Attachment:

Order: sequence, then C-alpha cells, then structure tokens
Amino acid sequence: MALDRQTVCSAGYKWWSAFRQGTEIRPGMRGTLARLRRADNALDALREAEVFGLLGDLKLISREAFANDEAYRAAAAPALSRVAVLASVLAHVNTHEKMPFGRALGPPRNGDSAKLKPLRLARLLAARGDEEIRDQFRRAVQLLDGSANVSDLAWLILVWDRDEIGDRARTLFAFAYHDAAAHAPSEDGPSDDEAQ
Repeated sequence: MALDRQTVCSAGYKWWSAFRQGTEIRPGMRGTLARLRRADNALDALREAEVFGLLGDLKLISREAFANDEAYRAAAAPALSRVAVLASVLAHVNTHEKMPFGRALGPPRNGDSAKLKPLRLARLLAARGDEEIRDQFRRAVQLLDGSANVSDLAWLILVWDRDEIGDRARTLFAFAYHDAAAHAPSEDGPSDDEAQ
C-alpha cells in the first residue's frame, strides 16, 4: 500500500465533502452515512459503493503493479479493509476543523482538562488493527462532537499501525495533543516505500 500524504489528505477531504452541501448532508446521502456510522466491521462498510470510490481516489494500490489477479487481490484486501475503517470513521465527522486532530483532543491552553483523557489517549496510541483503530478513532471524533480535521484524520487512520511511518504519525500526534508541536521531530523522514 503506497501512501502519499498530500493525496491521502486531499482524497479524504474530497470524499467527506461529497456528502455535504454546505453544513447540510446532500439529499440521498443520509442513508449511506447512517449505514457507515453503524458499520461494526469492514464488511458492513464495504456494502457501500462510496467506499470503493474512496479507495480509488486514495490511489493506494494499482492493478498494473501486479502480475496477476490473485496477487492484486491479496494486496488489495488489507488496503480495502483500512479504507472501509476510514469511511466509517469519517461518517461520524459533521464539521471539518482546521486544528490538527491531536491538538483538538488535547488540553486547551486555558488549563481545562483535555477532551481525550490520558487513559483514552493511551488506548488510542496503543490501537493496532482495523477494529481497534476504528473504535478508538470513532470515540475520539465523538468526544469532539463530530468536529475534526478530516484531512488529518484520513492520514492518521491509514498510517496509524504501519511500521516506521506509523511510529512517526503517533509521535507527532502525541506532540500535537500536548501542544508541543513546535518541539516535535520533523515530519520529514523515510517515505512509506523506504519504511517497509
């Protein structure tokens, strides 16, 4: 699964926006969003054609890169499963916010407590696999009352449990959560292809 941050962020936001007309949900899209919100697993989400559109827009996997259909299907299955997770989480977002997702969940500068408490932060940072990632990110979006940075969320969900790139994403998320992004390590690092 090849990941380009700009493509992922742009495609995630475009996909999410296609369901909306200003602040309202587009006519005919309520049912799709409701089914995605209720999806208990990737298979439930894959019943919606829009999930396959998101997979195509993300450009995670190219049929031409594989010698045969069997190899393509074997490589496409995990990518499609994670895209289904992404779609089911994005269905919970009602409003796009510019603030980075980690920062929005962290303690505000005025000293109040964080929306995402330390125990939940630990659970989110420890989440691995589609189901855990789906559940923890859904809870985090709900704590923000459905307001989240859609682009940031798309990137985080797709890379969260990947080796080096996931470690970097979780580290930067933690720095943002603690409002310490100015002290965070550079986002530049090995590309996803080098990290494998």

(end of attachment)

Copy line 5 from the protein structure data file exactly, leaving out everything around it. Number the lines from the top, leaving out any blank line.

């Protein structure tokens, strides 16, 4: 699964926006969003054609890169499963916010407590696999009352449990959560292809 941050962020936001007309949900899209919100697993989400559109827009996997259909299907299955997770989480977002997702969940500068408490932060940072990632990110979006940075969320969900790139994403998320992004390590690092 090849990941380009700009493509992922742009495609995630475009996909999410296609369901909306200003602040309202587009006519005919309520049912799709409701089914995605209720999806208990990737298979439930894959019943919606829009999930396959998101997979195509993300450009995670190219049929031409594989010698045969069997190899393509074997490589496409995990990518499609994670895209289904992404779609089911994005269905919970009602409003796009510019603030980075980690920062929005962290303690505000005025000293109040964080929306995402330390125990939940630990659970989110420890989440691995589609189901855990789906559940923890859904809870985090709900704590923000459905307001989240859609682009940031798309990137985080797709890379969260990947080796080096996931470690970097979780580290930067933690720095943002603690409002310490100015002290965070550079986002530049090995590309996803080098990290494998």